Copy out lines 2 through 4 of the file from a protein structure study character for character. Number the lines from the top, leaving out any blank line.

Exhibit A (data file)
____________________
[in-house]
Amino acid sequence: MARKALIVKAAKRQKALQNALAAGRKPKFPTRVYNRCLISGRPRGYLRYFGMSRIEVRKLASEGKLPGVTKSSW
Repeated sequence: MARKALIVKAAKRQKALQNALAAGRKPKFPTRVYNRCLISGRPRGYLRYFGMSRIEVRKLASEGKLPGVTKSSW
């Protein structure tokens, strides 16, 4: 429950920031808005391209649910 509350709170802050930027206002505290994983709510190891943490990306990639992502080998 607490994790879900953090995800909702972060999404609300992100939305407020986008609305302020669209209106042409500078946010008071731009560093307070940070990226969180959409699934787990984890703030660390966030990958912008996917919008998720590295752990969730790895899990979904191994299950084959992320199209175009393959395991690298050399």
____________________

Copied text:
Amino acid sequence: MARKALIVKAAKRQKALQNALAAGRKPKFPTRVYNRCLISGRPRGYLRYFGMSRIEVRKLASEGKLPGVTKSSW
Repeated sequence: MARKALIVKAAKRQKALQNALAAGRKPKFPTRVYNRCLISGRPRGYLRYFGMSRIEVRKLASEGKLPGVTKSSW
């Protein structure tokens, strides 16, 4: 429950920031808005391209649910 509350709170802050930027206002505290994983709510190891943490990306990639992502080998 607490994790879900953090995800909702972060999404609300992100939305407020986008609305302020669209209106042409500078946010008071731009560093307070940070990226969180959409699934787990984890703030660390966030990958912008996917919008998720590295752990969730790895899990979904191994299950084959992320199209175009393959395991690298050399």